Not just love and tradition, but rules and expectations shape the relationships of two couples from an ultra-Orthodox Jewish community, in a British novelist’s engaging debut.
No touching, no television, no immodesty of dress or behavior. The strictures of the North London religious community Harris evokes in her Man Booker Prize longlisted first novel make an extreme contrast with the norms of secular life. In this contained world, in 2008, Chani Kaufman and Baruch Levy are getting married after a mere three dates. Opening with their wedding ceremony, the story loops back to the couple’s first encounter, the matchmaker’s involvement, the courtship, the parents’ reactions (his mother doesn’t approve) and the proposal. Shy but smart, virgins both, Chani and Baruch seem to be well-matched. But so were Chaim and Rebecca (now Rivka), the rabbi and his wife—parents of Baruch’s friend Avromi—who met in Jerusalem in 1982, fell in love in freer, more vibrant circumstances, yet now live lives shaped by piety and conservatism. Harris’ simple, sympathetic, sometimes-comic portrait of a tight-knit world gently illuminates its anxieties and tensions, and through Avromi’s secret relationship with a fellow college student she exposes the sacrifices and choices its members make out of loyalty and belief. As Rivka, who's responsible for preparing Chani for her new role as wife, reaches a crisis in her own life, Chani experiences the excitement of her wedding and the two women’s paths diverge, following their sharply distinct trajectories.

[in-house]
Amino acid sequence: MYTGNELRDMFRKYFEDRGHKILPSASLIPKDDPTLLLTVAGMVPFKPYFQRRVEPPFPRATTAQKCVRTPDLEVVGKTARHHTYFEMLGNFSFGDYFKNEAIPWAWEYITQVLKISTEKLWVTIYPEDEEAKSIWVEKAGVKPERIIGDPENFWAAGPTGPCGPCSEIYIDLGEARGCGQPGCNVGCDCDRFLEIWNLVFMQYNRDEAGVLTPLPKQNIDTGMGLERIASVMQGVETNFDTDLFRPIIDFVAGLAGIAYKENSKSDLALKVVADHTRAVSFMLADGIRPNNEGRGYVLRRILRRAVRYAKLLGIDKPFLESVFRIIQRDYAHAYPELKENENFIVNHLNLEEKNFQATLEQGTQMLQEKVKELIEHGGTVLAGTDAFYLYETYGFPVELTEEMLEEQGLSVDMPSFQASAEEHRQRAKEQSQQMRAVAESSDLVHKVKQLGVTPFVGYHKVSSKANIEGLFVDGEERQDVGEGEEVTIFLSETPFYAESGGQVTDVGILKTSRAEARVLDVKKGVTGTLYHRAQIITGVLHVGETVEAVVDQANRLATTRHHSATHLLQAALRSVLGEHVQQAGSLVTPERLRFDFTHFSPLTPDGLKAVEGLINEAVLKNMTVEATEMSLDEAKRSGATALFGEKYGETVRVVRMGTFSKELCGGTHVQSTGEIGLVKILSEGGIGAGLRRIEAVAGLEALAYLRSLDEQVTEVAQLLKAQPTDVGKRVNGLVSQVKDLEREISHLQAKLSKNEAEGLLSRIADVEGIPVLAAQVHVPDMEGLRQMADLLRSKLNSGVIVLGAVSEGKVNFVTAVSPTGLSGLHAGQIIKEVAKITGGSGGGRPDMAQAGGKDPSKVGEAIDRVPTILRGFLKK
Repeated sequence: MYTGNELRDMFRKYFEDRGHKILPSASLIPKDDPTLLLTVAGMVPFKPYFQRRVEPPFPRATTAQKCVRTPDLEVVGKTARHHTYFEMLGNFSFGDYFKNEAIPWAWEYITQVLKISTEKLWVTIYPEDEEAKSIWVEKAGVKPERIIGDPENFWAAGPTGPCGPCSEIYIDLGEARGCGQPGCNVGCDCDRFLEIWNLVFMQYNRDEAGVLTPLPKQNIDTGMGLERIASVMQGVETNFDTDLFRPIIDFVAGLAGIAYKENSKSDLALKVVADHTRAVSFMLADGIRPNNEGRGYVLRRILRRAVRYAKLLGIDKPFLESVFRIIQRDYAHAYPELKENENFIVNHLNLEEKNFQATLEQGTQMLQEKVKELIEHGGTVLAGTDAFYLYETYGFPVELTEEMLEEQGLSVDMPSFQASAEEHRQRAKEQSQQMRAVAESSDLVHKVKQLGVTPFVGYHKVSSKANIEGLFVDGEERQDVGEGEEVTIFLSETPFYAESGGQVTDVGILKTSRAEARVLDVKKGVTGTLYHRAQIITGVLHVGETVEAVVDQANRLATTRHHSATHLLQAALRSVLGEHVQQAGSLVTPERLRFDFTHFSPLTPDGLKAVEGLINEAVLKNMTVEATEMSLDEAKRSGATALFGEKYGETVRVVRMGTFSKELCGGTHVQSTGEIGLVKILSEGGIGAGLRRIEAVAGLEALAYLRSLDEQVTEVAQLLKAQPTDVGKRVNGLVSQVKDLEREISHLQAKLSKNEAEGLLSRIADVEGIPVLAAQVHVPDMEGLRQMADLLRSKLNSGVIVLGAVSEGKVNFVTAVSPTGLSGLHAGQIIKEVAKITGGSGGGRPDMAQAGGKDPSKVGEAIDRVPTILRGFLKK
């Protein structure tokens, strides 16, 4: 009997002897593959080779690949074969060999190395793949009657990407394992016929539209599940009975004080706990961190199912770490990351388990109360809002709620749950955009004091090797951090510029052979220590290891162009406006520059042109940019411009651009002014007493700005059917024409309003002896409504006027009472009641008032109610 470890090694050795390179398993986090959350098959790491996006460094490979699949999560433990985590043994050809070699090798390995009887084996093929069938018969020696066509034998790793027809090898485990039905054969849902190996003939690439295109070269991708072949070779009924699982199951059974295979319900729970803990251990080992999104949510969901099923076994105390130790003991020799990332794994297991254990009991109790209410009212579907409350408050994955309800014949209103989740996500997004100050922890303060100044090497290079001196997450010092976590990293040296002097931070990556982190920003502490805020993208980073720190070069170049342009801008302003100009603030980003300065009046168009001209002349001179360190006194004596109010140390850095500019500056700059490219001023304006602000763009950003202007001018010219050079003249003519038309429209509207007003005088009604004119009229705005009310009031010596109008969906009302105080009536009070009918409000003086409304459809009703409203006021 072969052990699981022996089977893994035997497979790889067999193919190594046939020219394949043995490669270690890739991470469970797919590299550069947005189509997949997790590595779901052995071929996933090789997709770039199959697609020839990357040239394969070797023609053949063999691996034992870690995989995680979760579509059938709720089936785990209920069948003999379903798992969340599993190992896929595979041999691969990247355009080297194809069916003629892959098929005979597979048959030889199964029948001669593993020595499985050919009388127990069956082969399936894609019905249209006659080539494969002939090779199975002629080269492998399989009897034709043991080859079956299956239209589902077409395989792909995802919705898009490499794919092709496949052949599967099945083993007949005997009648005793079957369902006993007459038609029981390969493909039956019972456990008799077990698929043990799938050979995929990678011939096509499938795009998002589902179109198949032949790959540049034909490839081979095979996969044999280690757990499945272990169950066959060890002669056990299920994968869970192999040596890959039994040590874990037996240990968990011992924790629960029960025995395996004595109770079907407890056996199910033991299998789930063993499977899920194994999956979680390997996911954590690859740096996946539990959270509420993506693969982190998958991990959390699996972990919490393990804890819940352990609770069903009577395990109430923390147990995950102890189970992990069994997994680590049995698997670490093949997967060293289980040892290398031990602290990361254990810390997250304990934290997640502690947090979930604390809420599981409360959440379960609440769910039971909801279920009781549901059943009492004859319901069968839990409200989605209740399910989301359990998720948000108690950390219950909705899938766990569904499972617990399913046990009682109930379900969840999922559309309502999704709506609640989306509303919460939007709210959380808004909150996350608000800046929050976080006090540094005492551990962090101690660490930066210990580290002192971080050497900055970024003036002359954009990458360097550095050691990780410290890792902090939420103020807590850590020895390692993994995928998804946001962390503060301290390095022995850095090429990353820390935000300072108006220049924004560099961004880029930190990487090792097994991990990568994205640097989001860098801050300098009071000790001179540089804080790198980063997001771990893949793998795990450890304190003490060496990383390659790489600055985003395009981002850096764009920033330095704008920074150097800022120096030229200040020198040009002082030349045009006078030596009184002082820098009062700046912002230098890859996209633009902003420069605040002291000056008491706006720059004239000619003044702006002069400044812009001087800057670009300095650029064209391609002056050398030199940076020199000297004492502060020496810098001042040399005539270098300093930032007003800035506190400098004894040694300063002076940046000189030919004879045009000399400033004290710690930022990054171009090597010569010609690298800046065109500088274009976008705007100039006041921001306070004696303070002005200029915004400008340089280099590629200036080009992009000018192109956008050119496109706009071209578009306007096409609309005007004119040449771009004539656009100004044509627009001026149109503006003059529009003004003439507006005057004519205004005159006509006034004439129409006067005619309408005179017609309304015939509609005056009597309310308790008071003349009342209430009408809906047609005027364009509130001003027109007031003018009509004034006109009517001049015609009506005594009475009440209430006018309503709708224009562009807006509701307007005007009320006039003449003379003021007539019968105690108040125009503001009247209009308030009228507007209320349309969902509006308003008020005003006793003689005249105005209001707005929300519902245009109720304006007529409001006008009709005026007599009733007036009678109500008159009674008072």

A readable, compassionate portrait of roles, especially women’s, in a Haredi community that only occasionally strays into stereotype.